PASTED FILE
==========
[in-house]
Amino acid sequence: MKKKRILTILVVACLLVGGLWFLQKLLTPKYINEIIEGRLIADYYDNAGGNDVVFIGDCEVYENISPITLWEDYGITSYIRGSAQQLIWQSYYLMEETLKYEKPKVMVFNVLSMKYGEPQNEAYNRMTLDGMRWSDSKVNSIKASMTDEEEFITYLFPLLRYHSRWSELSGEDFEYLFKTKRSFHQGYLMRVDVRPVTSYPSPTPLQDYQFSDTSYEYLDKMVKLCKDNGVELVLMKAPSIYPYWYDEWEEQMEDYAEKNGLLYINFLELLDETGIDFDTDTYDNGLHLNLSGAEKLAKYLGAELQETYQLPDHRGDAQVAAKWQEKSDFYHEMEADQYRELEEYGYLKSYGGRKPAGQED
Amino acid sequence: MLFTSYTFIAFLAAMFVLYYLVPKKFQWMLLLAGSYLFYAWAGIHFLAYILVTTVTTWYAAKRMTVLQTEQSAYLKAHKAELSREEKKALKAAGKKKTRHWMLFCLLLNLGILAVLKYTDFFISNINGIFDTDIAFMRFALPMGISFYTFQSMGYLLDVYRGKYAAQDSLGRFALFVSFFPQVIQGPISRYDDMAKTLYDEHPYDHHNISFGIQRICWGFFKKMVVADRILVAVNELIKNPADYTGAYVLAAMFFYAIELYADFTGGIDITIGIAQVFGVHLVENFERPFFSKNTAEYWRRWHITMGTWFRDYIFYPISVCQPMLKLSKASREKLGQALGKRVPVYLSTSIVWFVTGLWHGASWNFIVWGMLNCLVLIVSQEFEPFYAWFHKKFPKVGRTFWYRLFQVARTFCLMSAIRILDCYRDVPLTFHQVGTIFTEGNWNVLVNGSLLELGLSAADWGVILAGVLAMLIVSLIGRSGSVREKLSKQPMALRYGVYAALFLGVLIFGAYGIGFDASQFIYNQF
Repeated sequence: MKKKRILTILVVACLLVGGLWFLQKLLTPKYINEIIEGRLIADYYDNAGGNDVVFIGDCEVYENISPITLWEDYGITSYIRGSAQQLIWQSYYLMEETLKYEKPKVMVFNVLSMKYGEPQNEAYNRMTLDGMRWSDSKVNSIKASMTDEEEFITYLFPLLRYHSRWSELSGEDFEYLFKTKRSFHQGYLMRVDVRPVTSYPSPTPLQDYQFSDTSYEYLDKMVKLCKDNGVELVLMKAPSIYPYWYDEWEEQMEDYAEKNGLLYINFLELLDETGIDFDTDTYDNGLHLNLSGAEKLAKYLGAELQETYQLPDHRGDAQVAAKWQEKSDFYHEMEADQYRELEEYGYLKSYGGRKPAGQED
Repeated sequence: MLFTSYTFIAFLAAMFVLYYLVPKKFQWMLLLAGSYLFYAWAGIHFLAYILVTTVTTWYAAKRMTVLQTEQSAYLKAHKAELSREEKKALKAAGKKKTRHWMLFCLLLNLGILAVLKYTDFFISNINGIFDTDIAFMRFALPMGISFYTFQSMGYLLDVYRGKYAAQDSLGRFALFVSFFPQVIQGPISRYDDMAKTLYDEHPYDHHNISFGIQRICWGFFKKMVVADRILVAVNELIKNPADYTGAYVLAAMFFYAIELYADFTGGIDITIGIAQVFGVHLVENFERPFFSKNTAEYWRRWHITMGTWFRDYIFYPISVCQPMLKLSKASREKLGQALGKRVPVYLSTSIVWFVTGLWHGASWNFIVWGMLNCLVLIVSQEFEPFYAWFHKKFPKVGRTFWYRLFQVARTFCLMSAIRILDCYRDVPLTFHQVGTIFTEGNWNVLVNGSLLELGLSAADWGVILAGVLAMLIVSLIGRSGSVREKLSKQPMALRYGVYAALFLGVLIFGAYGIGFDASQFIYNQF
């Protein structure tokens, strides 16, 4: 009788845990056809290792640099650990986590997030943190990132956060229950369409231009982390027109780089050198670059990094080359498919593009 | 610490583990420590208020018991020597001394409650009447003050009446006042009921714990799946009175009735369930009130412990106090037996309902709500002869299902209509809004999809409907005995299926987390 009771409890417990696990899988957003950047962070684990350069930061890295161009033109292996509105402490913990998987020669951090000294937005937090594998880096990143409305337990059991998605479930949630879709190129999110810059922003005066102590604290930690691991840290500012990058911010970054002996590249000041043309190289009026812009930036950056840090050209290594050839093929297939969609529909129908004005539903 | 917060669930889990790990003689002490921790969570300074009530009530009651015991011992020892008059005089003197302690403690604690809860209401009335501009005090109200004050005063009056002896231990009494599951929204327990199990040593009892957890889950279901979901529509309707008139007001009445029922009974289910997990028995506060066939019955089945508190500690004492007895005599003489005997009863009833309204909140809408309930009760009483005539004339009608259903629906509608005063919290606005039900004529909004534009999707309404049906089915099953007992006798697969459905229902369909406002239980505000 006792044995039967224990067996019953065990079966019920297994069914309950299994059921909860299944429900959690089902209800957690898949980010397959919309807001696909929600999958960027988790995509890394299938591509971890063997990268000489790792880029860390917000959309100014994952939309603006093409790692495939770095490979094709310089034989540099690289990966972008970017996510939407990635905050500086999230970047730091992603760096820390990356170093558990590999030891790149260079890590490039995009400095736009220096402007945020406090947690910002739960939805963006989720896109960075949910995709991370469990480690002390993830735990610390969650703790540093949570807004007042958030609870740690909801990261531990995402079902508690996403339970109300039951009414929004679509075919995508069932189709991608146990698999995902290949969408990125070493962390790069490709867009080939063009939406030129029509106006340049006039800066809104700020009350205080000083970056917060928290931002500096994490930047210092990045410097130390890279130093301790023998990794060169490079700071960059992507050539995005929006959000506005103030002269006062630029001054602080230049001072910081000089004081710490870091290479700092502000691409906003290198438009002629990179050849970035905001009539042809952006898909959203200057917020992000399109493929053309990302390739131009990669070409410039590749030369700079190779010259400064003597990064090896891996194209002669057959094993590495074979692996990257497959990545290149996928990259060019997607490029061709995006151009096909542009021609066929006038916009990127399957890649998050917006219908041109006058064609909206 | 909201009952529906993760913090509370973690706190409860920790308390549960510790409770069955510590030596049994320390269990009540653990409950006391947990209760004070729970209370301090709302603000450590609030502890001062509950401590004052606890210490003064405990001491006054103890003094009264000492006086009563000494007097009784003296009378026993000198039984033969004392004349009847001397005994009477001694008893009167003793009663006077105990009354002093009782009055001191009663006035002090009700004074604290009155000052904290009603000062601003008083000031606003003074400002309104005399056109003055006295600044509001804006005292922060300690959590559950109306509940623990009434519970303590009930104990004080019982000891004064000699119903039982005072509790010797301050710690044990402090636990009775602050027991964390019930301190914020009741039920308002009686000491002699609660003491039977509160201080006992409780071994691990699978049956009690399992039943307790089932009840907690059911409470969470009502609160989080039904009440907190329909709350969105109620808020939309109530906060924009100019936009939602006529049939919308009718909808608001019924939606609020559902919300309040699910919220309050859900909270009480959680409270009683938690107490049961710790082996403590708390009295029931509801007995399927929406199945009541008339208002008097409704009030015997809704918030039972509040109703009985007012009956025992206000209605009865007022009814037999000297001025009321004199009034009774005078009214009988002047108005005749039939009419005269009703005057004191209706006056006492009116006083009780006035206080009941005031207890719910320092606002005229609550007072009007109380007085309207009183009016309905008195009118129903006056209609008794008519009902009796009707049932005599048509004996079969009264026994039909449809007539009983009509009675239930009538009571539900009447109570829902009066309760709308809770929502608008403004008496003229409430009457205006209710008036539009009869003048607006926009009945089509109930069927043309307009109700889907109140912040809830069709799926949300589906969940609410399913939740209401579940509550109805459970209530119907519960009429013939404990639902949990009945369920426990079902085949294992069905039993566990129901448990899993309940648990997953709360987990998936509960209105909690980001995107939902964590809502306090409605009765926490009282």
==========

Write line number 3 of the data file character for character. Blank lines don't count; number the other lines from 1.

Amino acid sequence: MLFTSYTFIAFLAAMFVLYYLVPKKFQWMLLLAGSYLFYAWAGIHFLAYILVTTVTTWYAAKRMTVLQTEQSAYLKAHKAELSREEKKALKAAGKKKTRHWMLFCLLLNLGILAVLKYTDFFISNINGIFDTDIAFMRFALPMGISFYTFQSMGYLLDVYRGKYAAQDSLGRFALFVSFFPQVIQGPISRYDDMAKTLYDEHPYDHHNISFGIQRICWGFFKKMVVADRILVAVNELIKNPADYTGAYVLAAMFFYAIELYADFTGGIDITIGIAQVFGVHLVENFERPFFSKNTAEYWRRWHITMGTWFRDYIFYPISVCQPMLKLSKASREKLGQALGKRVPVYLSTSIVWFVTGLWHGASWNFIVWGMLNCLVLIVSQEFEPFYAWFHKKFPKVGRTFWYRLFQVARTFCLMSAIRILDCYRDVPLTFHQVGTIFTEGNWNVLVNGSLLELGLSAADWGVILAGVLAMLIVSLIGRSGSVREKLSKQPMALRYGVYAALFLGVLIFGAYGIGFDASQFIYNQF